Saturday, September 29, 2012

A day in my life: Self Care

It had been one of those days where everyone has a complicated question for you and everyone is in a hurry. By my lunch break, I was exhausted. I didn't want to think anymore. I glanced over the magazine exchange in the library lobby and grabbed the glossiest, most colorful magazine I could find. Safely ensconced behind the break room's heavy wooden door, I lounged across the couch for an hour of daydreaming.

I flipped through the magazine aimlessly, admiring the photos of decorating tips, trying to imagine my own tchotchkes displayed on the end table next to what they touted as “the perfect love seat”. I briefly skimmed the note from the editor about this month’s wonderful offerings.

But, there! Just there!

After the table of contents and twenty pages of advertisements, but before the twenty pages of recipes that I'll never try because they use more ingredients than I can count on one hand, an article full of pretty pictures and soothing words like “Self Care” and “Put Yourself First” lured me in.

“We all need a break sometimes,” the article said. “Don’t underestimate the importance of refilling the well!”

I ripped the page from the magazine and put it in my purse.


After work, I wandered the aisles of Target, using the suggestions in the magazine article as a shopping list. I ignored any suggestions that required effort - “Try a new exercise,” or “Take an art class at the community college,” - determined to indulge in every small and frivolous thing.

“Buy yourself flowers,” it said. I chose pink carnations to match the pink and blue blown-glass vase I keep on my nightstand.
“Indulge in extra dark chocolate.” I spent a good ten minutes deciding which delectable bar would come home with me and be my friend.
My basket and my well slowly filled: a sample bottle of lotion in a tropical scent, a pair of delightfully fluffy socks, a yoga video from the $5 bin, new tea.

“Buy yourself new underwear,” the article said.

Oh, hey! That’s new, I thought. I can do that. I could get all sorts of cool colors. It’ll be great.

Full of na├»ve optimism, I meandered to the women’s underwear section.


One does not simply walk into Mordor. Women’s underwear is an endeavor not to be undertaken lightly. If you expect to stroll right on by and toss a pack of underwear into your basket as you pass just because some sissy magazine told you to, you're sorely mistaken.

Women have as many types of underwear as Eskimos have words for snow. Briefs, boyshorts, hipsters, high-cuts – all of the various styles in every conceivable size were hanging in orderly rows, yet in no particular order, as if a horde of naked women had descended on the aisle, paying no regard to the mess they made in their desperate hurry to cover themselves.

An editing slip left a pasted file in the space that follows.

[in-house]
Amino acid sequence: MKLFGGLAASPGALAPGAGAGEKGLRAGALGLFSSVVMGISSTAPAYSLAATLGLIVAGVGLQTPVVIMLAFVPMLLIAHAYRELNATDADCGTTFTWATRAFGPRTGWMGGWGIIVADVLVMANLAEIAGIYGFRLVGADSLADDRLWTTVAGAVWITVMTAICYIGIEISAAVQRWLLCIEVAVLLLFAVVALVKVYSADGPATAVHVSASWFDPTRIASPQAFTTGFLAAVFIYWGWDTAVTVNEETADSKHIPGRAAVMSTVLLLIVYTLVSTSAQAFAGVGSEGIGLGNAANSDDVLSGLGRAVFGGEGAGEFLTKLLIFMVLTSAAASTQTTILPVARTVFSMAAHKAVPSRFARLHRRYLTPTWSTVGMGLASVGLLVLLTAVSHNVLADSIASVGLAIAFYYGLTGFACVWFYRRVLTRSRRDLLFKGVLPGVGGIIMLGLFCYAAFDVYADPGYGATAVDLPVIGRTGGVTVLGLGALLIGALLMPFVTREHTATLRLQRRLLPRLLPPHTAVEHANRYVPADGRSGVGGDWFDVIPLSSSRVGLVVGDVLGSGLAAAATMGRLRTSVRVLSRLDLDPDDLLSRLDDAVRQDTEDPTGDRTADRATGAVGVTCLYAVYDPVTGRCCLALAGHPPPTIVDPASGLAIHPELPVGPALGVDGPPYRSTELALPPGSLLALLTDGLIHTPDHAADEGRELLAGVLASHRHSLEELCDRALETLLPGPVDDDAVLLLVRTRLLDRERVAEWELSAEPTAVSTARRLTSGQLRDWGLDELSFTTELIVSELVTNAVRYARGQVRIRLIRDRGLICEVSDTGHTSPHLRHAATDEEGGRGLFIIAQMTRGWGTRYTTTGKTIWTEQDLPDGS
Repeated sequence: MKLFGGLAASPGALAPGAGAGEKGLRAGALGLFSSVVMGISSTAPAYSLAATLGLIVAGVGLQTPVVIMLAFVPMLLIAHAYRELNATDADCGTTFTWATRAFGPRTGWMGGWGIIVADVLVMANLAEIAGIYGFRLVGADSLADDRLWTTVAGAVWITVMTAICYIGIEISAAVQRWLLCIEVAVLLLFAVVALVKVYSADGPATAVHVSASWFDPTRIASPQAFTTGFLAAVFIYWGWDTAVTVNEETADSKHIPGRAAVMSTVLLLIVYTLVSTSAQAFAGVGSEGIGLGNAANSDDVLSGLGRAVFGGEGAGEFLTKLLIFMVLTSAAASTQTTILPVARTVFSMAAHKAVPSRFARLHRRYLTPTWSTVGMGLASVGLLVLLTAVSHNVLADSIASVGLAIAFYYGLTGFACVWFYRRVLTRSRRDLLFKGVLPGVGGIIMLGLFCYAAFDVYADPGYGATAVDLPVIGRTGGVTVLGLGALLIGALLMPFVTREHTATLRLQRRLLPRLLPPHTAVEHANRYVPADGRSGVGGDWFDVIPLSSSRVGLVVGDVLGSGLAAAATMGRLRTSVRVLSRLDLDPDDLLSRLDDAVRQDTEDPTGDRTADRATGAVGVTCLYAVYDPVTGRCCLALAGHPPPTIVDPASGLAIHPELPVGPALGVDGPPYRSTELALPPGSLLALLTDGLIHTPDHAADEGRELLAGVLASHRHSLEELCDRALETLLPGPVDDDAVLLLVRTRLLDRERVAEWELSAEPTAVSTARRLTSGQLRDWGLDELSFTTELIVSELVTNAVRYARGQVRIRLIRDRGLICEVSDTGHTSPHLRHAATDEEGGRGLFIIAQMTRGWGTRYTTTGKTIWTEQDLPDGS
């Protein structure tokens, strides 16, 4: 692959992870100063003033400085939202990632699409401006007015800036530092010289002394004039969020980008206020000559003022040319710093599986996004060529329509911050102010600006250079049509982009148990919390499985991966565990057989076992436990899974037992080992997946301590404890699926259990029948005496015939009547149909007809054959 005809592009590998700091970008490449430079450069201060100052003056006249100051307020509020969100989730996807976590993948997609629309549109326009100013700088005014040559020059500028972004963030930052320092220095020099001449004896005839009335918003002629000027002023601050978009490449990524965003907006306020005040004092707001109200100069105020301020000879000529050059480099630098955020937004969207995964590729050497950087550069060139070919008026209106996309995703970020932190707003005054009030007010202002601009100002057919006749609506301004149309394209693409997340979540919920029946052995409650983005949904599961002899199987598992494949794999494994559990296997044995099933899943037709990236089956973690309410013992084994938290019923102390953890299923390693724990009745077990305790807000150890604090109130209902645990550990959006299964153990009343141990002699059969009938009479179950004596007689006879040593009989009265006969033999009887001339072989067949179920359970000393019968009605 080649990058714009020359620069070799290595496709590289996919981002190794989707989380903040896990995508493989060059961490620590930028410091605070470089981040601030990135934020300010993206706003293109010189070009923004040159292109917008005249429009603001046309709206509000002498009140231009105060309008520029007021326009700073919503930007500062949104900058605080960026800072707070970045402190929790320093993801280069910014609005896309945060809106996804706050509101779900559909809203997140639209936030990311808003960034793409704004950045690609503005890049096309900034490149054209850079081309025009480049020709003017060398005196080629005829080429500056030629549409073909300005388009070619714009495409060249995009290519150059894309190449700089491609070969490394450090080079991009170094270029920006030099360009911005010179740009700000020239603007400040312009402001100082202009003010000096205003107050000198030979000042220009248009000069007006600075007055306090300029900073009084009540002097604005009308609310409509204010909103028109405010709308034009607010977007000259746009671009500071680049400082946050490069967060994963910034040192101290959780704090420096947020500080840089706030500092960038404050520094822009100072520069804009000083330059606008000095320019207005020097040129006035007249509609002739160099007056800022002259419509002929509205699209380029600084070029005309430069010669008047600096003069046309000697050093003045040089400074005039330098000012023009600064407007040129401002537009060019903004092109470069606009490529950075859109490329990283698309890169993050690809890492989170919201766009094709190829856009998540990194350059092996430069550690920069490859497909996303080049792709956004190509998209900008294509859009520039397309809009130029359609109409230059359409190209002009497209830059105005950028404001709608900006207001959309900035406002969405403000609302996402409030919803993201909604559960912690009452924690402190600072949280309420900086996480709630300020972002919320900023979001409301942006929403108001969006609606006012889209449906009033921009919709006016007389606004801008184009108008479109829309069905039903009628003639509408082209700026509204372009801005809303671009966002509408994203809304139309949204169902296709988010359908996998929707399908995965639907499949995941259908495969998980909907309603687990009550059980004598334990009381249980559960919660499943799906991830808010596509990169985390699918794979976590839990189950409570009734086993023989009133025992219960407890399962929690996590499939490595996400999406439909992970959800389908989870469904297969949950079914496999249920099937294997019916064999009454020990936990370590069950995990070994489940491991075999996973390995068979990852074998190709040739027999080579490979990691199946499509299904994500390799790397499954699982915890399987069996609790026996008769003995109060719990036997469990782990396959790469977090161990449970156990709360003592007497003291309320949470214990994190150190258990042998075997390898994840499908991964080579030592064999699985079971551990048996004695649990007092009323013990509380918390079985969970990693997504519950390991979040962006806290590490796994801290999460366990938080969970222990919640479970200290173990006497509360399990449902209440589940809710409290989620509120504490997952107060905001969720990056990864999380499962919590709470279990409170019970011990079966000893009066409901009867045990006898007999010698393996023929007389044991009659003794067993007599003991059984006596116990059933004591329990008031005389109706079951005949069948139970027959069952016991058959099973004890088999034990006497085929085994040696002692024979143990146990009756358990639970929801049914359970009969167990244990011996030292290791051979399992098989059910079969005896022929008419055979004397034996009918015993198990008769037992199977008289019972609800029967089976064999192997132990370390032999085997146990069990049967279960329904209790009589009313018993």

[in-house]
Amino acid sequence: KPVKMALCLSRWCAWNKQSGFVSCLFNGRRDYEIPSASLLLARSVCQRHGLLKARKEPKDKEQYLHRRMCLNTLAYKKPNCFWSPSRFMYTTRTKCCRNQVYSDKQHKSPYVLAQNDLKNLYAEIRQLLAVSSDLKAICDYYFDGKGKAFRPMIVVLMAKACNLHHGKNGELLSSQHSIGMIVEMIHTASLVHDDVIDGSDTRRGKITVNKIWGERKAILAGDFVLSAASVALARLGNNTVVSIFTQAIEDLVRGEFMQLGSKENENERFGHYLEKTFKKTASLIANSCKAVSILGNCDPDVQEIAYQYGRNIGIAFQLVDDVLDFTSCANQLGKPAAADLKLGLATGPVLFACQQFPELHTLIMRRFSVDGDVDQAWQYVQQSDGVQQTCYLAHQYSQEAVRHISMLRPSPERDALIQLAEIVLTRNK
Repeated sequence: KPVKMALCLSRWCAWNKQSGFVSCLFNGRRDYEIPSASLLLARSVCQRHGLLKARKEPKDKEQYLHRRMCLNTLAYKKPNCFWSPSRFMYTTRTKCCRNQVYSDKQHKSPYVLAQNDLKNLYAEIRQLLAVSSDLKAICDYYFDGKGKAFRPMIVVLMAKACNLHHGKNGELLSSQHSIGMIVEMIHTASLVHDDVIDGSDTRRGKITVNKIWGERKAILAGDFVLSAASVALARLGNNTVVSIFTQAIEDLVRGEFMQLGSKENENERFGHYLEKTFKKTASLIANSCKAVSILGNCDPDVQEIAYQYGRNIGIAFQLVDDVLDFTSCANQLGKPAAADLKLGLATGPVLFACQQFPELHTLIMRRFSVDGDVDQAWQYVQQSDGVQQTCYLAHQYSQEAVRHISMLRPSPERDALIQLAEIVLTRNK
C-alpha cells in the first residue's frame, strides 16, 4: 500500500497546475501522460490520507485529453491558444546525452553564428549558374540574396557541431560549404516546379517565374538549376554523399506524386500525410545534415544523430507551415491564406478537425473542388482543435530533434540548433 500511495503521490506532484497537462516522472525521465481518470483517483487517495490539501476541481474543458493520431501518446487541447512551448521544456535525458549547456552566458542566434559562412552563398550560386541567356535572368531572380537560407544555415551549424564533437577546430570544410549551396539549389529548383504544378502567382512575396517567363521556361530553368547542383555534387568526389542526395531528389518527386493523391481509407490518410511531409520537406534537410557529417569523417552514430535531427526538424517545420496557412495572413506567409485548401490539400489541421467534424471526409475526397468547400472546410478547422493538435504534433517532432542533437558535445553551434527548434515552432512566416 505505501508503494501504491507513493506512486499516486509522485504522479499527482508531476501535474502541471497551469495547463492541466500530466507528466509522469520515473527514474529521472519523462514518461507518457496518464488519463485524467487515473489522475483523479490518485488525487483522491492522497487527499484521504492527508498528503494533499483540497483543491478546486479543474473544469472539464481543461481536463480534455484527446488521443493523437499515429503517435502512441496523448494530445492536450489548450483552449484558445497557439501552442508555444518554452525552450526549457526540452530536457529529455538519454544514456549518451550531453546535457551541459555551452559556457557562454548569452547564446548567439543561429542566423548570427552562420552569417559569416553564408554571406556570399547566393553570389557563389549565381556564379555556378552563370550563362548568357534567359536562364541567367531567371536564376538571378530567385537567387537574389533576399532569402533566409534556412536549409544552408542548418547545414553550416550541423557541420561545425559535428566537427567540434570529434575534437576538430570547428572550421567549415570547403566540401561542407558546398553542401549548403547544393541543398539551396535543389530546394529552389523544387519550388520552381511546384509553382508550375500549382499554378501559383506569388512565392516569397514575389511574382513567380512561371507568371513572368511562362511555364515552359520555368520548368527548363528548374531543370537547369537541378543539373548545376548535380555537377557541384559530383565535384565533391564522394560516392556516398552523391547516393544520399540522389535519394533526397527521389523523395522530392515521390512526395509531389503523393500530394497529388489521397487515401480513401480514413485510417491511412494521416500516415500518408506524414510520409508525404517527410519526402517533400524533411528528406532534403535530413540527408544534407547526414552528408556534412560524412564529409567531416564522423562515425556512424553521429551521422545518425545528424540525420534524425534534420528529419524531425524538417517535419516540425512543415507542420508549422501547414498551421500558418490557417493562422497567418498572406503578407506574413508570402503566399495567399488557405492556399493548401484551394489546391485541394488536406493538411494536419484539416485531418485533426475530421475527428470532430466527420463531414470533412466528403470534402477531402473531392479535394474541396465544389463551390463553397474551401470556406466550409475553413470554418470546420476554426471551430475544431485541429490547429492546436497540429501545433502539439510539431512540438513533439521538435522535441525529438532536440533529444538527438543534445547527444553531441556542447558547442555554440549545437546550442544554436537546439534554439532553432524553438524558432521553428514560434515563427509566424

I set my basket down and went to work. I always buy the bikini cut, which feels great on my exceptional hips and assures me that I’ll know, from seeing myself in the bathroom mirror, if I'll ever look good enough to upgrade to a real bikini at the pool. Several minutes of fruitless digging followed: here’s my size, but in boyshorts. Here’s bikini cut, but in the wrong size. Here’s bikini cut in my size, but they’re white, and I promised myself cool colors.

Every other woman in the world, ever, wears bikini cut in the exact same size as me, I thought, and they have bought them all, so that when I found the right cut in the right size in some fun colors, it was like winning the lottery. I grabbed my basket in one hand and my hard-fought underwear in the other and hurried to the checkout lanes, quitting while I was ahead.

But as I awaited my turn at the register, I noticed something disturbing. The underwear came in a resealable bag. There was a sticker on the bag advertising such.

This is a feature? Seriously, who needs a resealable bag for their underwear? And then I wondered: has this bag been opened already? Is it all wrinkled because I’ve manhandled the package or because someone else has pawed through this underwear and then resealed it?

I can’t tell.

“You know what?” I told the cashier. “Put the underwear back, please.”


That night, I felt refreshed. The well had been refilled. I put the flowers by my bed. I made myself a cup of the new tea. I ate the dark chocolate in a hot bath.

And then I slept naked, because, seriously, it’s way better than new underwear.

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